What would you do?

What Happened

After the Commentator made his comment to me, I just shrugged my shoulders and continued to play. A few hands later, another player went all-in at our table and it folded to the Commentator in the small blind. Without even asking for a count, he snap called with his slightly below average stack. (Note: There were now about four players remaining in the satellite who were on fumes as they barely had enough chips for one complete orbit.)

After the Commentator revealed his pocket nines, the other player showed KClub Suit QSpade Suit and the race was on. After a 7Spade Suit 4Heart Suit 2Club Suit flop, the dealer dealt a deafening blow to the Commentator, turning the QHeart Suit. Once the 10Spade Suit completed the board, the dealer counted down the stacks and the Commentator was eliminated on the bubble. Two short stacks at our table and two at the other table all let out a collective cheer as they had barely survived. But most importantly, this quartet all earned their main event seats, unlike the Commentator.

The Commentator left, mumbling under his breath about “the stupid player” who folded pocket queens.

“It’s just so ridiculous that I had to be the sheriff and try to eliminate the final player,” the Commentator complained to me as he packed his belongings. “Had he made the call with his pocket queens, we would have been done and I would have gotten my seat!”
As we sat there, awaiting the paperwork for our tickets, the player who folded the pocket queens asked me if I thought he played the hand incorrectly.

I told him that I completely agreed with his decision. He had an excellent chance of getting his seat, probably over 90% as he was an above average stack with multiple short stacks. I told him that it was not his responsibility to be sheriff and his top goal in a satellite was to survive.

We asked the other player what she had and she disclosed A-K, so it would have been a race to survive. And you definitely don’t want that situation on the bubble of a satellite.

What I Learned

Remember, any player in a satellite who qualifies earns the exact same prize – a main event seat – regardless of how many chips they end the satellite with. In regular multi-table tournaments, a player with more chips has a greater advantage to move up the money ladder and earn more money. However, in a satellite, a player with the chip lead doesn’t get more than the player who is the shortest stack, even if that player has only one chip remaining.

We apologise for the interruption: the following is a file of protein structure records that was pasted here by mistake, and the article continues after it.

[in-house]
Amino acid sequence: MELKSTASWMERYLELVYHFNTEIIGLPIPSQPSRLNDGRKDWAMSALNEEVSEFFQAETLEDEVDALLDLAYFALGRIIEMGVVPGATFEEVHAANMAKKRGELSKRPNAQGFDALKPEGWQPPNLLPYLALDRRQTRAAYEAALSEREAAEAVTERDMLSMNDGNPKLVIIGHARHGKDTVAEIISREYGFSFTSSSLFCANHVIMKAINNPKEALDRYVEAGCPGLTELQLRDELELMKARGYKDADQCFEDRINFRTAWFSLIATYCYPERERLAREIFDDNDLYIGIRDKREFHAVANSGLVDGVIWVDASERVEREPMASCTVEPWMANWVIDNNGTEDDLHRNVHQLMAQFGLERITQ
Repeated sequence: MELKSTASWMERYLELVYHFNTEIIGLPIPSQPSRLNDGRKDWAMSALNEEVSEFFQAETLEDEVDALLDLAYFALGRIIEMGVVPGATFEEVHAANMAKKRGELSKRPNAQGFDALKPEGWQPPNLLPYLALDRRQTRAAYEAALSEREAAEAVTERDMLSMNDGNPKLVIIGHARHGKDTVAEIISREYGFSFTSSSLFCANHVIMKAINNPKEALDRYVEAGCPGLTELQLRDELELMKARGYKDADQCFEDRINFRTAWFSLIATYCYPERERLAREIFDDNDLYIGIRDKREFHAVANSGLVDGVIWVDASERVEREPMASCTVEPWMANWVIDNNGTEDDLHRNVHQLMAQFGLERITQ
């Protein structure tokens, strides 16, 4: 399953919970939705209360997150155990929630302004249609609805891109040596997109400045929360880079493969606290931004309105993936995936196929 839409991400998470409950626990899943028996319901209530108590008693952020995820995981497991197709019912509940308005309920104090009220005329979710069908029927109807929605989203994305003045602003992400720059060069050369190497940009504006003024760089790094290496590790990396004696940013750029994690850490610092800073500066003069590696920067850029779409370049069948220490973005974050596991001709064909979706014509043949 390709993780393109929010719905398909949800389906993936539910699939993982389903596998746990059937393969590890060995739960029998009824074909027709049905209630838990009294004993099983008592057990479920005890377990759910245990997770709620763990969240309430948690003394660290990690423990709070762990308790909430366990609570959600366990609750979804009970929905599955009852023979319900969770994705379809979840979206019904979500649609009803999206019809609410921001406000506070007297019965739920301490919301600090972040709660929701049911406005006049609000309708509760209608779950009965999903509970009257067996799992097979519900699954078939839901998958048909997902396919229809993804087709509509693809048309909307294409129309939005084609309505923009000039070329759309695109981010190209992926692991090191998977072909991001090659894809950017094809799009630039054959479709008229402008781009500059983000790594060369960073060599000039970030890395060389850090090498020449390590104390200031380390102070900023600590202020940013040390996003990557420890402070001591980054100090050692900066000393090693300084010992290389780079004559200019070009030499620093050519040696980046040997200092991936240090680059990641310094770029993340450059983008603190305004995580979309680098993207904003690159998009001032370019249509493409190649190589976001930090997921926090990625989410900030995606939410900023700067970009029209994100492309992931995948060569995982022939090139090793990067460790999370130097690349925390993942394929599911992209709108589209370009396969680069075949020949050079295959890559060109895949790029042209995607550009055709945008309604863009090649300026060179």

Had the all-in player shoved with a relatively smaller stack size, like 10-15% of the player’s stack, then it would be reasonable to make the call as he wouldn’t be putting his satellite life in jeopardy if he lost.

When The Commentator noticed he was below the average stack, he suddenly felt like he had to make a move even though he was not in immediate jeopardy. More importantly, he should have recognized the stack sizes of the short stacks and realized that he was relatively safe.

Finally, although I did not agree with the Commentator’s assessment, I was not going to teach him the proper strategy during the satellite. In fact, I would rather him continue to play incorrectly and make a mistake. In the end, his play helped me turn my $1,100 entry into a $10,000 WPT main event seat. ♠

Bernard LeeBernard Lee broke into the poker world after a deep run in the 2005 WSOP main event. He has two WSOP Circuit rings, and is an author, having written for Card Player, the Boston Herald, Metrowest Daily News, and ESPN, where he was a host of the show The Inside Deal. His radio show and podcast, The Bernard Lee Poker Show, recently celebrated its 14th anniversary, and his latest book, Poker Satellite Success: Turn Affordable Buy-Ins Into Shots At Winning Millions, is now available on Amazon as well as D&B Publishing. Follow him on Twitter @BernardLeePoker or visit his website at BernardLeePoker.com.